It was not until 2008 that new code requirements were established for the manufacture of tornado specialty hardware. Until that time, FEMA 361 had offered guidelines, but not serious structure, and had the focus on doors, suggesting a prescriptive standard like 14 gauge steel doors and frames and 3 points of latching and 3 deadbolts on doors. This changed with the tornado outbreak during the summer of 2007 that hit Wichita, KS and destroyed Greensburg, KS (with sustained winds exceeding 200 mph).

After this tornado onslaught, the communities in this area put tornado shelters in all of their schools, so there was a serious need for hardware that could be used every day for classroom doors that would double as shelter doors. The combination of the tragic event and subsequent need led to new national standard for tornado shelter, such as the ICC 500 2008 Standard for the Design and construction of Storm Shelters.

Hurricane vs.Tornado Products

The guidelines for the manufacture and testing of windstorm products are very different for hurricane and tornado protection. Testing procedures for both are designed to isolate, as much as possible, the loads and conditions to which a particular component is subjected during these events. However, in the case of tornado product testing, doors and window shutters are always tested together with the hardware with which they will be sold as a complete assembly.

The current standard hurricane test for Windstorm components features a 9 lb. 2x4 fired at a door at 35 mph, hitting the door with 350 ft. lbs. of force (simulating the force of 70 mph winds).

The Windstorm product testing for tornadoes is much more strenuous. The current tornado test for Windstorm products features a 15 lb. 2 x4 fired at a door at 100 mph, striking the door with 5000 ft. lbs. of force (and simulating the force of 250 mph winds).

Unlike hurricane building codes and test requirements, which zero in on the East and Gulf Coast states, Windstorm resistance guidelines for tornado assemblies focus primarily on states in the central region of the U.S., from Texas up to Minnesota and Michigan.

Also, while hurricane standards usually cover every building, residential and commercial, and every exterior opening, tornado standards only cover products used in tornado-resistant doors and window shutters in community shelters. These shelters could be located in a range of public buildings – but schools, hospitals, police stations and fire stations are the buildings usually incorporating shelters to protect occupants and our first responders.

Finally, most hurricane Windstorm products are standard products that have been modified to meet the guidelines (such as the use of welding instead of adhesives). Tornado products, on the other hand, are manufactured to be heavier and stronger than standard products. For example the hardened stainless steel in a Tornado Windstorm door strike is about four times thicker than a standard hurricane product. And shelter doors and shutters are usually secured with three points of latching as opposed to one or two unless, through testing, the single point or two point hardware is able to pass the severe testing requirements. This ensures that our door assemblies can meet tornado testing requirements, and they will pass repeated cycles of opening and closing without failure.

Finding the right Windstorm Product 

Most companies provide Windstorm products that conform to the latest guidelines and codes. Even so, there are differences between the different manufacturers. Here are some things to consider:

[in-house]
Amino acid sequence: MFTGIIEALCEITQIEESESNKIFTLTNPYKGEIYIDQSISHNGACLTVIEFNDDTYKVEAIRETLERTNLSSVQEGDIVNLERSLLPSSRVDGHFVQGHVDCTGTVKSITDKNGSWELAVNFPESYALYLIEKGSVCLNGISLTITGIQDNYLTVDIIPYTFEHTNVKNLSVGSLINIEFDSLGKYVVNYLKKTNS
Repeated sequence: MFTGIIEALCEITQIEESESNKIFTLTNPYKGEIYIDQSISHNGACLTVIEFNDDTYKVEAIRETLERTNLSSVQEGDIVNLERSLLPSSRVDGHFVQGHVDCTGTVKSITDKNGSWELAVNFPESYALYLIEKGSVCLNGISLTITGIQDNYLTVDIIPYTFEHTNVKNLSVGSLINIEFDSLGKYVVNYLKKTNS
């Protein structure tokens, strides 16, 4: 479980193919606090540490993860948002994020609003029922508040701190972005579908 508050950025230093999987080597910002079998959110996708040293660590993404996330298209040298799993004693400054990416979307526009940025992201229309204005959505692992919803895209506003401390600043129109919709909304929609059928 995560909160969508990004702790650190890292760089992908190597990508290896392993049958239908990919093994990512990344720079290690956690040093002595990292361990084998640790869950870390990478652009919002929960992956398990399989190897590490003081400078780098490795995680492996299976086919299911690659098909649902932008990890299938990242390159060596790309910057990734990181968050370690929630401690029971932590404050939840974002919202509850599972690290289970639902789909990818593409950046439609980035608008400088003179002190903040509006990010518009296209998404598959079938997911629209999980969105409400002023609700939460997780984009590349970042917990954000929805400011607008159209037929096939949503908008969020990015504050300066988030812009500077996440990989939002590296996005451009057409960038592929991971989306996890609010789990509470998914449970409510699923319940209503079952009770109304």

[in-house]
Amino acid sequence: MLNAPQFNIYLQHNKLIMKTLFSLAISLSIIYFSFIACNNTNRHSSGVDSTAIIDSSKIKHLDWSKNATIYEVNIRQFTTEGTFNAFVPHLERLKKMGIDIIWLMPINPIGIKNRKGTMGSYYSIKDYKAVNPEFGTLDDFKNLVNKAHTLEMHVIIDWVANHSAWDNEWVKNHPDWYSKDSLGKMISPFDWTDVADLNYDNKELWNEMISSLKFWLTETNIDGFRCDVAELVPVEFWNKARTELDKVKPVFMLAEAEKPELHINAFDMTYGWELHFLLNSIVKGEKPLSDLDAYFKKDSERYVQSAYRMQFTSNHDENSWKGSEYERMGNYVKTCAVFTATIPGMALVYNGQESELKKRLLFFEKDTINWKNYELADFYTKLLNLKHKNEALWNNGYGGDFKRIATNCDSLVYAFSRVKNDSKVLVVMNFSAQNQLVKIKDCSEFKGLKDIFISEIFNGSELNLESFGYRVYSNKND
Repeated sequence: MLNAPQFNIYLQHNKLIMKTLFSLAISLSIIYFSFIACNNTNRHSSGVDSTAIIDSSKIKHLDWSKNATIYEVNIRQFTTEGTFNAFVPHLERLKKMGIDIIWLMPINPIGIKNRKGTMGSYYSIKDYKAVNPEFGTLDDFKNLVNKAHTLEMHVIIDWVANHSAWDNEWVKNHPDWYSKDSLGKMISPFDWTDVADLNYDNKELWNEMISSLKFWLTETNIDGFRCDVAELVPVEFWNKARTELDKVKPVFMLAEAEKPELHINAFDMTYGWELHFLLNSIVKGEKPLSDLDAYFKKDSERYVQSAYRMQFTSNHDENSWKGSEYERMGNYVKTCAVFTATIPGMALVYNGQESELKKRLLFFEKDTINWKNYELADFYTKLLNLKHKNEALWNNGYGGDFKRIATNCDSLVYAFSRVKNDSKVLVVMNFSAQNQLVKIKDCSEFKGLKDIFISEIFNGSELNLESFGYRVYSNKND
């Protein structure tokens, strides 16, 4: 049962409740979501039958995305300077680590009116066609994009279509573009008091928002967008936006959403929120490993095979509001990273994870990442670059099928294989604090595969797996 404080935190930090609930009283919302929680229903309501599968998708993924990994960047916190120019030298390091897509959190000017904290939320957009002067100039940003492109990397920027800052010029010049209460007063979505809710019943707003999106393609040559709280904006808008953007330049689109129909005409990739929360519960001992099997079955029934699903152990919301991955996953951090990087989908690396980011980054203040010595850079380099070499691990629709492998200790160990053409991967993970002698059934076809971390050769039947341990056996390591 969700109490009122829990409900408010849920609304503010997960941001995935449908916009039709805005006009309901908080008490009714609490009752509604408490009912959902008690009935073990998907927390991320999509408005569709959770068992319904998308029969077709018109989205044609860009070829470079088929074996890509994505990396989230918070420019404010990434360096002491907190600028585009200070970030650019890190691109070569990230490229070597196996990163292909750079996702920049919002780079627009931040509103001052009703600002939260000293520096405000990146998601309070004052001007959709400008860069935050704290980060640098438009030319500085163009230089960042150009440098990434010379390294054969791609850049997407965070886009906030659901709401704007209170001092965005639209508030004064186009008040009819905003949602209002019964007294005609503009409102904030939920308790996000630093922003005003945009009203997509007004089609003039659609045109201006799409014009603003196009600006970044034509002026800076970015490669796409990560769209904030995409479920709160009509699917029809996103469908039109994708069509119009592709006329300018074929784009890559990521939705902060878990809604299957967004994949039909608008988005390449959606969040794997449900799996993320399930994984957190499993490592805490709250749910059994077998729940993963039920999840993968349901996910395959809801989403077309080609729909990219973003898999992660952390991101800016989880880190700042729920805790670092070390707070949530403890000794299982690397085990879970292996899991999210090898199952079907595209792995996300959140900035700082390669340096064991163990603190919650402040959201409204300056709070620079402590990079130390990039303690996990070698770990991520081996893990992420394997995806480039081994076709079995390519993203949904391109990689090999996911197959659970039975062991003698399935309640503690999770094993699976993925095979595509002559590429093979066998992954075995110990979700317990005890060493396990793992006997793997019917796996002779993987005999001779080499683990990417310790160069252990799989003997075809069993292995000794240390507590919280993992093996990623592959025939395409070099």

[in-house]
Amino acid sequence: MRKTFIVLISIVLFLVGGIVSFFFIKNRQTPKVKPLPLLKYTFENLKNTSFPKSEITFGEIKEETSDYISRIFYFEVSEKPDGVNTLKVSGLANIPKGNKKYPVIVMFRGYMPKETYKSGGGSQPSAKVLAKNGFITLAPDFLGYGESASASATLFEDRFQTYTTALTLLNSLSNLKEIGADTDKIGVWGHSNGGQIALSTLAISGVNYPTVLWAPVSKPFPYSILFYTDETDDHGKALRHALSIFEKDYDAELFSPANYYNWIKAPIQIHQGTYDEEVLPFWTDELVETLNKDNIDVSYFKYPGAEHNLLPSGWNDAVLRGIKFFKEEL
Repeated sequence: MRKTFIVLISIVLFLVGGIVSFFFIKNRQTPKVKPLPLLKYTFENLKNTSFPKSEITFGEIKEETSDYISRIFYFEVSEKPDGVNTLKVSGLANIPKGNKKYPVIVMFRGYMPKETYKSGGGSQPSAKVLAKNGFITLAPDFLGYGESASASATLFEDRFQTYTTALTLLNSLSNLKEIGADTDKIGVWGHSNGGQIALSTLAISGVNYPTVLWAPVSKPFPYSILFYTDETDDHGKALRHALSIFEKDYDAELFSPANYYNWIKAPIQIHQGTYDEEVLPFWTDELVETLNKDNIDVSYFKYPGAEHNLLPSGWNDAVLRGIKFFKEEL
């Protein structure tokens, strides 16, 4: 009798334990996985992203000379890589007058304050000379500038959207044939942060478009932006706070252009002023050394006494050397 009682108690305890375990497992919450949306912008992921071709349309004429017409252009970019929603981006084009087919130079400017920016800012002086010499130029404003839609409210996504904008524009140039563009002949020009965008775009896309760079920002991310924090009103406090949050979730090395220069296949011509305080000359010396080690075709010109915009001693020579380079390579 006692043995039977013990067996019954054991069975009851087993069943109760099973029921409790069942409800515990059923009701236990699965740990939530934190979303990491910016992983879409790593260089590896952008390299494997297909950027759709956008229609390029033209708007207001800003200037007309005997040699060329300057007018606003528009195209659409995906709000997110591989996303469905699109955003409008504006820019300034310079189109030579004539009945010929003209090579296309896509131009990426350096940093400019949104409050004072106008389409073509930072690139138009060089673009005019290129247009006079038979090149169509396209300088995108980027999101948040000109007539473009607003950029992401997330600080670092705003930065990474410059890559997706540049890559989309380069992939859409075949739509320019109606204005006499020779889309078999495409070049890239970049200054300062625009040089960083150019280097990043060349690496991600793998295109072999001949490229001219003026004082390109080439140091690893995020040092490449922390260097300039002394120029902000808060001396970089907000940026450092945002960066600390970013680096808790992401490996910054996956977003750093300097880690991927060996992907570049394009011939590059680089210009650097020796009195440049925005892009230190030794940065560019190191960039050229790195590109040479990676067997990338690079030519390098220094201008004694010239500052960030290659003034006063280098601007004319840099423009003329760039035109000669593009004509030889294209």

• Not all Windstorm products are designed for tornado protection. In fact, many manufacturers don’t do tornado product testing at all.  Make sure the products you buy address the needs of your specific Windstorm application. Also, if you need both tornado and hurricane products (as you might in a state like Texas), consider one company that has expertise in both areas and offers a full breadth of products.
  • Not all product testing is the same (Part 1). Consider a company that does some initial R&D testing in-house. This can lead to a cost savings for the end-user, as it can save wasted steps and ensure that the right hardware is tested for the right applications. It also demonstrates that the company has in-house expertise, which can be very helpful when you need installation or design help.
  • Not all product testing is the same (Part 2). It is an advantage for Windstorm products to feature independent third party certification. It’s not a code requirement (yet), but when product testing has been conducted by an organization like the American Testing Institute and features third-party certification, it should provide a higher level of security to architects and building officials. Products with a third-party certification “label” carry a metal tag or mark showing that they have been tested specifically for Windstorm applications.
  • Does the company offer a wide range of Windstorm products including components that provide form as well as function?  Some Windstorm products are offered with architectural-grade finishes, making them ideal for place like retail stores, movie theaters and other venues that call for performance and style.
  • Are representatives from your company involved in the organizations that write and refine the Windstorm codes?  If they are, these companies not only demonstrate a high degree of Windstorm product expertise and focus, but they also have a leg up on the latest testing standards and product developments.

As you can see, there are many things to think about when it comes to purchasing the right Windstorm solution for your building. But the primary objective is always the same: keeping the storm out of the building, and keeping the building and the people inside it safe from nature’s harshest elements.

Jim Bell is the Windstorm Coordinator for ASSA ABLOY Door Security Solutions.